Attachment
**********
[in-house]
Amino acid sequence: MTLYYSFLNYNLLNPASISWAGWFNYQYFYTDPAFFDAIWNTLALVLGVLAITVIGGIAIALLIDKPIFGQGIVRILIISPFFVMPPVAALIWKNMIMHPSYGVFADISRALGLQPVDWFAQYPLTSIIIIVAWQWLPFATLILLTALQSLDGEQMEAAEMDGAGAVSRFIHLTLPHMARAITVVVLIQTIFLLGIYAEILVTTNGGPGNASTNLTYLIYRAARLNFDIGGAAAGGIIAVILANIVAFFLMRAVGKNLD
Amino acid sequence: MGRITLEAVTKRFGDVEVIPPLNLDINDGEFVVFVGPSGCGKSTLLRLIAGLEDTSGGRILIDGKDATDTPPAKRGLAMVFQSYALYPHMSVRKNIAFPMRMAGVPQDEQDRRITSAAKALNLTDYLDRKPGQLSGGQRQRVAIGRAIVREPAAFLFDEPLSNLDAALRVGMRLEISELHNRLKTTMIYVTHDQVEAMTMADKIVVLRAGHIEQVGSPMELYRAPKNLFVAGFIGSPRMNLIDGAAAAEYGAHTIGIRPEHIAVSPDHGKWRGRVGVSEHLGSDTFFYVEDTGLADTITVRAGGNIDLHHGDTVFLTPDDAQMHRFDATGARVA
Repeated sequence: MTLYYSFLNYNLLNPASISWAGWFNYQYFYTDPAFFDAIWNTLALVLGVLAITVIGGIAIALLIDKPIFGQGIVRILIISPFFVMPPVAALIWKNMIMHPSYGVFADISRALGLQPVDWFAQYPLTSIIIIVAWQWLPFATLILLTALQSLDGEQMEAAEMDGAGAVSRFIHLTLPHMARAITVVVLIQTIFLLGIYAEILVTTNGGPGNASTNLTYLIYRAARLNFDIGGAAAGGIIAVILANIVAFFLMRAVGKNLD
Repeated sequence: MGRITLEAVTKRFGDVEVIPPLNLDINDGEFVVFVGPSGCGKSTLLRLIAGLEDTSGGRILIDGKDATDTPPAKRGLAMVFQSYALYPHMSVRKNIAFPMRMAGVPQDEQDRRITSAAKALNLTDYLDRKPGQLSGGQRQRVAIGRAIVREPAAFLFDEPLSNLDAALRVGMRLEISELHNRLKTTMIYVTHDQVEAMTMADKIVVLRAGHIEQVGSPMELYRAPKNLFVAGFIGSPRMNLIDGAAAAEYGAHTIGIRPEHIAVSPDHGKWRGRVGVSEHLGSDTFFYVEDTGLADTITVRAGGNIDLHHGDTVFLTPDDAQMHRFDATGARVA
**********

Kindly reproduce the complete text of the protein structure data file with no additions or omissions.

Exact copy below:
[in-house]
Amino acid sequence: MTLYYSFLNYNLLNPASISWAGWFNYQYFYTDPAFFDAIWNTLALVLGVLAITVIGGIAIALLIDKPIFGQGIVRILIISPFFVMPPVAALIWKNMIMHPSYGVFADISRALGLQPVDWFAQYPLTSIIIIVAWQWLPFATLILLTALQSLDGEQMEAAEMDGAGAVSRFIHLTLPHMARAITVVVLIQTIFLLGIYAEILVTTNGGPGNASTNLTYLIYRAARLNFDIGGAAAGGIIAVILANIVAFFLMRAVGKNLD
Amino acid sequence: MGRITLEAVTKRFGDVEVIPPLNLDINDGEFVVFVGPSGCGKSTLLRLIAGLEDTSGGRILIDGKDATDTPPAKRGLAMVFQSYALYPHMSVRKNIAFPMRMAGVPQDEQDRRITSAAKALNLTDYLDRKPGQLSGGQRQRVAIGRAIVREPAAFLFDEPLSNLDAALRVGMRLEISELHNRLKTTMIYVTHDQVEAMTMADKIVVLRAGHIEQVGSPMELYRAPKNLFVAGFIGSPRMNLIDGAAAAEYGAHTIGIRPEHIAVSPDHGKWRGRVGVSEHLGSDTFFYVEDTGLADTITVRAGGNIDLHHGDTVFLTPDDAQMHRFDATGARVA
Repeated sequence: MTLYYSFLNYNLLNPASISWAGWFNYQYFYTDPAFFDAIWNTLALVLGVLAITVIGGIAIALLIDKPIFGQGIVRILIISPFFVMPPVAALIWKNMIMHPSYGVFADISRALGLQPVDWFAQYPLTSIIIIVAWQWLPFATLILLTALQSLDGEQMEAAEMDGAGAVSRFIHLTLPHMARAITVVVLIQTIFLLGIYAEILVTTNGGPGNASTNLTYLIYRAARLNFDIGGAAAGGIIAVILANIVAFFLMRAVGKNLD
Repeated sequence: MGRITLEAVTKRFGDVEVIPPLNLDINDGEFVVFVGPSGCGKSTLLRLIAGLEDTSGGRILIDGKDATDTPPAKRGLAMVFQSYALYPHMSVRKNIAFPMRMAGVPQDEQDRRITSAAKALNLTDYLDRKPGQLSGGQRQRVAIGRAIVREPAAFLFDEPLSNLDAALRVGMRLEISELHNRLKTTMIYVTHDQVEAMTMADKIVVLRAGHIEQVGSPMELYRAPKNLFVAGFIGSPRMNLIDGAAAAEYGAHTIGIRPEHIAVSPDHGKWRGRVGVSEHLGSDTFFYVEDTGLADTITVRAGGNIDLHHGDTVFLTPDDAQMHRFDATGARVA